I must emphasise here: health is important. It helps us function in our daily lives, it makes our bodies strong conduits for magickal energies and it helps us absorb the shocks that magickal life often brings us. I think the damaging error comes in that some people mistake "perfection" for health. The human body was not made to be perfect; it is a temporary vessel that needs maintenance. Part of our spiritual work involves living in and increasing our ability to maintain that body.  But, eventually, it will break down as it is meant to break down.  Weight may or may not be a factor in that breakdown, depending on the person.  No matter what we look like or how we pray, we are all equalized by death. Weight loss or gain - or any change in the body, whether from natural or manufactured cause - leads to a transformation of self from the outside to the inside. We change who we are in appearance to gain something usually intangible - better health, attention, strength - many of these reasons are also the reasons we engage in personal spells or rituals. To change the physical appearance of the body is to actively seek a form of death, as death is recognized as the ultimate form of transformation that occurs in many ways throughout a single lifetime.

         Knowing that the same critical eye has followed me and others in my situation  from my prior socio-religious world to my pagan religious world does upset me a bit: one of the most stifling aspects of my childhood was the people kindly taking me aside and telling me I needed to lose some weight. They were actually more insulting than the people who yelled comments about the shape and size of my derriere from pick-up trucks. Perhaps it would have made a difference if I had my elbow tugged on less frequently than once a day from a different person every time.  Evidently, since I was a nice girl, I didn't "deserve" to be fat, but since I was "fat" I "deserved" the insulting behavior. I know without asking I am not alone in this experience.

Although it upsets me, I can trace in part where this form of criticism re-appeared in modern paganism Gerald Gardner saw fit to create a Craft Law stating that a High Priestess should be physically beautiful, and young. Notably, no such requirement was made of a High Priest. Many groups, whether descended from Gardner or created seperately, have dropped these requirements. Placing demands on the body when the cause of those problems may well be outside of the control of the person is unfair, and fortunately more than a few pagan groups recognize this.  Aging is beyond the control of all the pagans I know, no matter how good their magick. Beauty can be created by many, but to create an illusion really cheats a group out of the unique qualities both visually and astrally that each person carries with him or herself.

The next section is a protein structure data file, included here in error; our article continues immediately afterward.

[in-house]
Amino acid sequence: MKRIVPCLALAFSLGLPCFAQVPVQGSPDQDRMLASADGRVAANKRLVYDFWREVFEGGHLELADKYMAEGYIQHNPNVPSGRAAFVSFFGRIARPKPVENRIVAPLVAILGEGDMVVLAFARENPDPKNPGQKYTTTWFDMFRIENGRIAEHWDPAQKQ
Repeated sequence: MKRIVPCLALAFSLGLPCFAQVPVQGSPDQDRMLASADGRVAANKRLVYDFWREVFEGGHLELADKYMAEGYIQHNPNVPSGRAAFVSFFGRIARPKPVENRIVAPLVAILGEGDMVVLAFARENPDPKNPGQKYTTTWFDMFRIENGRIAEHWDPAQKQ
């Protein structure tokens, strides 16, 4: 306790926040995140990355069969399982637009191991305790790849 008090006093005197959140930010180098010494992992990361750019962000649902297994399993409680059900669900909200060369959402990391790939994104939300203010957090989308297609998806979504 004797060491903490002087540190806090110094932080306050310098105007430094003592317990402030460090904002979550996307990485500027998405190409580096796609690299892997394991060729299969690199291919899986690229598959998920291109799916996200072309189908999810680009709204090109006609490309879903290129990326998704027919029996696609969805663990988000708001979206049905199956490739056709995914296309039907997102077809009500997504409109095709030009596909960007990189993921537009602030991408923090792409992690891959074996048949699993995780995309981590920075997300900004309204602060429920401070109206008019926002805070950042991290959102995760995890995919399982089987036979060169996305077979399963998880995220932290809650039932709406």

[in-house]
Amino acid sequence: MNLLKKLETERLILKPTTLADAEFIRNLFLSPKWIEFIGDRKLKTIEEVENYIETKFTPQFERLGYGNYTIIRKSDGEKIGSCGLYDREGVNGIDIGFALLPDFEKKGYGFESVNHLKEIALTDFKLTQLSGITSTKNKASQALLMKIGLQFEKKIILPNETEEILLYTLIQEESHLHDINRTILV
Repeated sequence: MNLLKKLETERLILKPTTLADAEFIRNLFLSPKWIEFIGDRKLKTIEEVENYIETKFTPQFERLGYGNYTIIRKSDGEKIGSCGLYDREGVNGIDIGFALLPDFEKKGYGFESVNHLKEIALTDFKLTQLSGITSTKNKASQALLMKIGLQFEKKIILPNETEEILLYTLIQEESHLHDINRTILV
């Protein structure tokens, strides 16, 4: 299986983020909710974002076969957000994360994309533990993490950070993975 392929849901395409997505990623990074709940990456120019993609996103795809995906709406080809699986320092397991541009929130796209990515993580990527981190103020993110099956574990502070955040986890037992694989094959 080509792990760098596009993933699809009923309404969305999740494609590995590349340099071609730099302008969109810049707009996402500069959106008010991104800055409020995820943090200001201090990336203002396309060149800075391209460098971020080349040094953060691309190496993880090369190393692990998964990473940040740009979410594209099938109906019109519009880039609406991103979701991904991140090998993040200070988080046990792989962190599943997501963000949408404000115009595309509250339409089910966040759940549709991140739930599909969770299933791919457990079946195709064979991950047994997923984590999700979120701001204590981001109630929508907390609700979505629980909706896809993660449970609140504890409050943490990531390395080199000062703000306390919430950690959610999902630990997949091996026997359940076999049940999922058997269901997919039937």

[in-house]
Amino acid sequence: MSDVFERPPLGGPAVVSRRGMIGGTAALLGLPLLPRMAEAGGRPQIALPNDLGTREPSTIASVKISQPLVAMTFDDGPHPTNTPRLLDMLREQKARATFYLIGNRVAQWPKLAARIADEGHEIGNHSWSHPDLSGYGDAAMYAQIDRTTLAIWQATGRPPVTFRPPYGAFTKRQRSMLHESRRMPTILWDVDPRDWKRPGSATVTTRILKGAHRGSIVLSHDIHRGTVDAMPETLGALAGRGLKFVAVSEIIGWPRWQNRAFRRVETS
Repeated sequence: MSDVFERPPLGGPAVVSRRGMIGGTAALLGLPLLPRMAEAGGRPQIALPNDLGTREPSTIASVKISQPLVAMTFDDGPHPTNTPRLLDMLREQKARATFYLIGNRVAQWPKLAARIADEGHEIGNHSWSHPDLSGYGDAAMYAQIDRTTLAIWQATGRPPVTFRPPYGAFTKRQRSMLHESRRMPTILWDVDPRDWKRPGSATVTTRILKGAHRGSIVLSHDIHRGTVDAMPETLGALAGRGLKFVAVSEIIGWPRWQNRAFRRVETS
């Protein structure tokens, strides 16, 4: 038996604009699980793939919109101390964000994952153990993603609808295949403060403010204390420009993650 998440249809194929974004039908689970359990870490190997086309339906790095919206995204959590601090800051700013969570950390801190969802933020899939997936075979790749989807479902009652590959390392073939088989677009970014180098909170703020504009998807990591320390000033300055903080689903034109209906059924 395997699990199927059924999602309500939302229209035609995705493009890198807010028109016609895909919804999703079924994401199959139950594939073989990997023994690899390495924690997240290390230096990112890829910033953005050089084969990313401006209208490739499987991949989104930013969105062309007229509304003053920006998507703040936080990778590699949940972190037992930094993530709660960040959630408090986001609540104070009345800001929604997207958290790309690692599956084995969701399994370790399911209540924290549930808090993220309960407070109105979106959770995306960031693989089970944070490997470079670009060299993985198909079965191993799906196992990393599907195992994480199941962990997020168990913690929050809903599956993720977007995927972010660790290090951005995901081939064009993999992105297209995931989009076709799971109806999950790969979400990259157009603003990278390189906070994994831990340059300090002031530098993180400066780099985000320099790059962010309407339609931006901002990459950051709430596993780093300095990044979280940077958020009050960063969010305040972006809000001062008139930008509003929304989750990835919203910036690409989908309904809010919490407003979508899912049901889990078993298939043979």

I contend that body image questions are one of the seperators among the pagan population, but, fortunately, not as much of a separator as it once was. Many women in particular have come to the pagan world to heal -- and many of those injuries come from the demands that our bodies look a certain way.  The pagan ideology I first encountered freed me from my own concepts of what the human body should look like, and re-focused me on how my body should feel. When we move our consciousness away from our own stereotypes of what is good and bad, and ask honest questions about the way we live, the question of body image is one more divider that can be removed from our community.

 Medea
 Elder, Shadowmoon Coven
 Mistress of the Coven Ezine

 

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Thanksgiving Prayer

We return thanks to our mother, the earth, which sustains us.

We return thanks to the rivers and streams, which supply us with water.

We return thanks to all herbs, which furnish medicines for the cure of our diseases.

We return thanks to the moon and stars, which have given to us their light when the sun was gone.

We return thanks to the sun, that has looked upon the earth with a beneficent eye.

Lastly, we return thanks to the Great Spirit, in Whom is embodied all goodness, and Who directs all things for the good of Her children.

 

Iroquois Prayer, adapted

 

(Sisters of St. Joseph of Peace)